Driving Distances And Driving Times Tasmania

Below are the driving distances in Tasmania between main points of interest as well as approximate driving times in Tasmania.

From Hobart

ToTimeDistance (km)
Launceston2 hours and 25 minutes203km
Devonport3 hours and 15 minutes281km
Stanley4 hours and 45 minutes403km
Cradle Mountain4 hours and 25 minutes318km
Strahan4 hours and 20 minutes301km
St Helens3 hours and 10 minutes253km
Coles Bay2 hours and 35 minutes194km
Port Arthur1 hour and 25 minutes95km
Kettering30 minutes32km

From Launceston

ToTimeDistance (km)
Hobart2 hours and 25 minutes202km
Devonport1 hour and 15 minutes102km
Stanley2 hours and 40 minutes224km
Cradle Mountain2 hours and 20 minutes138km
Strahan3 hours and 30 minutes270km
St Helens2 hours and 5 minutes165km
Coles Bay2 hours and 5 minutes175km
Port Arthur3 hours and 5 minutes253km
Kettering2 hours and 50 minutes232km

From Devonport

ToTimeDistance (km)
Hobart3 hours and 20 minutes281km
Launceston1 hour and 15 minutes90km
Stanley1 hour and 35 minutes126km
Cradle Mountain2 hours and 10 minutes107km
Strahan2 hours and 50 minutes224km
St Helens3 hours and 5 minutes245km
Coles Bay3 hours and 5 minutes255km
Port Arthur4 hours and 5 minutes333km
Kettering3 hours and 50 minutes313km
Tasmania road, The Nut And A Penguin Road Sign At Stanley
Driving in Stanley

Hiring A Car To Self Drive Tasmania

An essential part of driving around Tasmania is having a car to drive! If you’re not taking your own car on the Spirit of Tasmania, there are many hire car companies that operate in Tasmania from both Hobart and Launceston Airport and other towns.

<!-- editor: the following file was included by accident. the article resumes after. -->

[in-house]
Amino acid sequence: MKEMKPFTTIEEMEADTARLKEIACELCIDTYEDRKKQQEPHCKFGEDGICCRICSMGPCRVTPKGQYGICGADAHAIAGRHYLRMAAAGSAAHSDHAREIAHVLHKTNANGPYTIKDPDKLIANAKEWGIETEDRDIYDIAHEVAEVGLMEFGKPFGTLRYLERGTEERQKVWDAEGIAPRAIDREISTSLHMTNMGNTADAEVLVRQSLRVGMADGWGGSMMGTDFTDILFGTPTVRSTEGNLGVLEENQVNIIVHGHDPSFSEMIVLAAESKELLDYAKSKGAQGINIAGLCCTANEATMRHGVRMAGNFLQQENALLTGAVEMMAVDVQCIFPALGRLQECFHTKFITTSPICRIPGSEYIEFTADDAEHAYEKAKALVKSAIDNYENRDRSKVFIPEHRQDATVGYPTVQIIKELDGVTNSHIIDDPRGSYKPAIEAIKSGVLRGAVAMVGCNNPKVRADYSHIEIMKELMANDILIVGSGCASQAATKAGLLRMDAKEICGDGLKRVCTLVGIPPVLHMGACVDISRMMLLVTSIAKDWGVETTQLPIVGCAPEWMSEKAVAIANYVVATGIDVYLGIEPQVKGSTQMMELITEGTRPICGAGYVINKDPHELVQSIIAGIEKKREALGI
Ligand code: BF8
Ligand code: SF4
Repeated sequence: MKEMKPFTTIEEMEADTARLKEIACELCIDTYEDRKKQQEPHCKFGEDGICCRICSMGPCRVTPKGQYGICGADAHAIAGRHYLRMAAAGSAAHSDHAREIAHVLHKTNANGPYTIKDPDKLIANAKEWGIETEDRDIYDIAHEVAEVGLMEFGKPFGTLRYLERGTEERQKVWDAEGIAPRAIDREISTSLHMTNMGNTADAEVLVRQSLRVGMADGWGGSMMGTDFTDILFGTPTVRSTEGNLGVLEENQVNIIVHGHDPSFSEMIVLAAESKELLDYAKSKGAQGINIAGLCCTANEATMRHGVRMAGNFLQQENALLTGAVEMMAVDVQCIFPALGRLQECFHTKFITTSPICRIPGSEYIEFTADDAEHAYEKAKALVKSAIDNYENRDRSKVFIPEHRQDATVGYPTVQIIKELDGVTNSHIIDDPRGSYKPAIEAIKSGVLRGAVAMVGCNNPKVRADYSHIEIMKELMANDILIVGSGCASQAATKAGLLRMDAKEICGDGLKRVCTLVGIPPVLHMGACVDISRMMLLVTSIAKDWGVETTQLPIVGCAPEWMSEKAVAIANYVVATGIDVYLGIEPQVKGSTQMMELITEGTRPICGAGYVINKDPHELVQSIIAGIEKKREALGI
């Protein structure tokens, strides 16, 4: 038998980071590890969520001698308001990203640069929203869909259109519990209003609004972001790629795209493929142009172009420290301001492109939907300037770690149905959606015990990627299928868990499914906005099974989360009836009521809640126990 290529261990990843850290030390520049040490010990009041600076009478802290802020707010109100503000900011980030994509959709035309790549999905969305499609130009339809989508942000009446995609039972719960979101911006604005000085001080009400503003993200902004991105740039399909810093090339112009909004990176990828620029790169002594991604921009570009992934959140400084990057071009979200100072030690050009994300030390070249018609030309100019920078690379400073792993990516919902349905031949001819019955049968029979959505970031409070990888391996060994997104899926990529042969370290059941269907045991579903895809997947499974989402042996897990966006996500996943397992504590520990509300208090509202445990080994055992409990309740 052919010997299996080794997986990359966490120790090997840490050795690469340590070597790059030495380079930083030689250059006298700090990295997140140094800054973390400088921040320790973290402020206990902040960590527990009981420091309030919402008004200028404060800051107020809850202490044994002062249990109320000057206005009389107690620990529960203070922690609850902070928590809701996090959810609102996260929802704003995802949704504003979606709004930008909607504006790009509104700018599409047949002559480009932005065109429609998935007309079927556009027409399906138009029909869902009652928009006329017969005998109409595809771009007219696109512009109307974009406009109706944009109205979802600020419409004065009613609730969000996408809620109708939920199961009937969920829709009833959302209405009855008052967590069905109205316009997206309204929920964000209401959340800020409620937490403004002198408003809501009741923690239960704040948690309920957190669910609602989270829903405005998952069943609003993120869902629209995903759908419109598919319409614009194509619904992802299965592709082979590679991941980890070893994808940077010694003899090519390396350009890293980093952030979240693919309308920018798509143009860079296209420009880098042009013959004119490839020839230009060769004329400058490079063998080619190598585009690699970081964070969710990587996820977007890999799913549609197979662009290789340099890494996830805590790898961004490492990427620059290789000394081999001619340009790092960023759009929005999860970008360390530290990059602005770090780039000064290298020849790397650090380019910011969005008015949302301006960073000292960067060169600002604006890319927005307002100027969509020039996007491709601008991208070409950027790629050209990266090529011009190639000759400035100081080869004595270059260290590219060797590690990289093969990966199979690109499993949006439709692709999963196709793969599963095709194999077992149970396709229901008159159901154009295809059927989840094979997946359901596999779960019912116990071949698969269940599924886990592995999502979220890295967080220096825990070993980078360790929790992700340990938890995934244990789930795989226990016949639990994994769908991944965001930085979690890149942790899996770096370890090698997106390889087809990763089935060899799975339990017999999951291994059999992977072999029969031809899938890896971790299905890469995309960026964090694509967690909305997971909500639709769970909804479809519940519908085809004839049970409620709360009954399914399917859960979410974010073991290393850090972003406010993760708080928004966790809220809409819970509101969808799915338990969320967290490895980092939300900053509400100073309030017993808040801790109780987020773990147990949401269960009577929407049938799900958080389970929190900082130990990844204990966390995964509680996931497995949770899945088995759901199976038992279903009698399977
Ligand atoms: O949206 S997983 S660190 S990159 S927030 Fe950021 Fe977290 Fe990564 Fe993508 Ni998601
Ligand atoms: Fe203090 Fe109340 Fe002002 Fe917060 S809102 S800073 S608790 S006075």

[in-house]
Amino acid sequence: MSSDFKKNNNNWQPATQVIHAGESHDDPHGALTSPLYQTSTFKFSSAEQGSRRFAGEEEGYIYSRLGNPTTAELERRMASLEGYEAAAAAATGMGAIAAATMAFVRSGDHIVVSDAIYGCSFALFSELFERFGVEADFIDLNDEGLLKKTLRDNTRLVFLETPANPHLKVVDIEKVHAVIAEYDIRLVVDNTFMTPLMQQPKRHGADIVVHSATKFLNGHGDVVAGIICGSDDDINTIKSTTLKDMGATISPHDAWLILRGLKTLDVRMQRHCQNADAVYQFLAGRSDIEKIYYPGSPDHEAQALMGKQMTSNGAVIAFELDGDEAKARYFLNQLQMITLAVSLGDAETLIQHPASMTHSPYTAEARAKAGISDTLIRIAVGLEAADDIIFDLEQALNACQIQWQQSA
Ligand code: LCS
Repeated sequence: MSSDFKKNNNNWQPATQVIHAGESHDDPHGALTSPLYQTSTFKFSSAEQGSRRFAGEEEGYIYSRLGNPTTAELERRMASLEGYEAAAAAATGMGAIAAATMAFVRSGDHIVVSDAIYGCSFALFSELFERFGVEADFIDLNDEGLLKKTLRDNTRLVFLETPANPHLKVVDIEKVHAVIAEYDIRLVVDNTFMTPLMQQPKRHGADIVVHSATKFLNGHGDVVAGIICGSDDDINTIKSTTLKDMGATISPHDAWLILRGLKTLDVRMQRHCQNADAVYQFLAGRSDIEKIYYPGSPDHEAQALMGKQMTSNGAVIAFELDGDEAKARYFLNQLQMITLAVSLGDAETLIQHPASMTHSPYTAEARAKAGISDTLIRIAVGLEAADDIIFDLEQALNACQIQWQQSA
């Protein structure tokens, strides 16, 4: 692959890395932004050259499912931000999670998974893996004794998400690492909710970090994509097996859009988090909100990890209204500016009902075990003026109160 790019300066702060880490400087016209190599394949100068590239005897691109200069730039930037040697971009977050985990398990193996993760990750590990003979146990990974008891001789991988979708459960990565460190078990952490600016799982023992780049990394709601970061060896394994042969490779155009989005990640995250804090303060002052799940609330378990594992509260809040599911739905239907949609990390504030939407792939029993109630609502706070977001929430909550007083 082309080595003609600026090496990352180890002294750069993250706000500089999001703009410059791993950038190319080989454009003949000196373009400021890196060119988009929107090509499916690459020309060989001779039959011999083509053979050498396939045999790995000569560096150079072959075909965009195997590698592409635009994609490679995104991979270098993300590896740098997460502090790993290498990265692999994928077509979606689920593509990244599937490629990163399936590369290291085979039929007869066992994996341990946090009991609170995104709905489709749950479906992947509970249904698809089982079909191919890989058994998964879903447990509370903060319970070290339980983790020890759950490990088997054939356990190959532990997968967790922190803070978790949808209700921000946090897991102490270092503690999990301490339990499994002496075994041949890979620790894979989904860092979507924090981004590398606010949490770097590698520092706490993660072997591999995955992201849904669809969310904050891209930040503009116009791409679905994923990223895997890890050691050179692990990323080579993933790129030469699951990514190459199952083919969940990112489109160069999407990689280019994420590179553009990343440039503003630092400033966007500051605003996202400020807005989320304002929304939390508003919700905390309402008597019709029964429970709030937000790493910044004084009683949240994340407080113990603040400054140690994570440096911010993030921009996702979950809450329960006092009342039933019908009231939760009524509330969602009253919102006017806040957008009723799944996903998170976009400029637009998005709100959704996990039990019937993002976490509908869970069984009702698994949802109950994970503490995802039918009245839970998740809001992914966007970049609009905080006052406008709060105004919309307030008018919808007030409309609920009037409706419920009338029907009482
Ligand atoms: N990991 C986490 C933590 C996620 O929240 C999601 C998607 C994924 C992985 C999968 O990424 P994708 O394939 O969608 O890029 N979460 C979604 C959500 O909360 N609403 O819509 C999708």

The main players like Hertz, Budget, Avis, Europcar and more all operate in Tasmania and hire cars can be booked for in advance or hired once you arrive at the airport. Note that covid has pushed up hire car prices and resulted in a shortage, especially during peak season (December to Easter). If you’re planning to hire a car, I recommend you book one in advance as early as you.

Click here to see the latest car hire prices.

Van hire is another popular choice for visitors wanting to make the most of their time outdoors. Capacites range from 2 to 6 and you can get good campervans with a kitchen, TV and sometimes even a toilet and bathroom. You will still need somewhere to stop at night and there are many camping grounds in national parks and caravan parks around the state.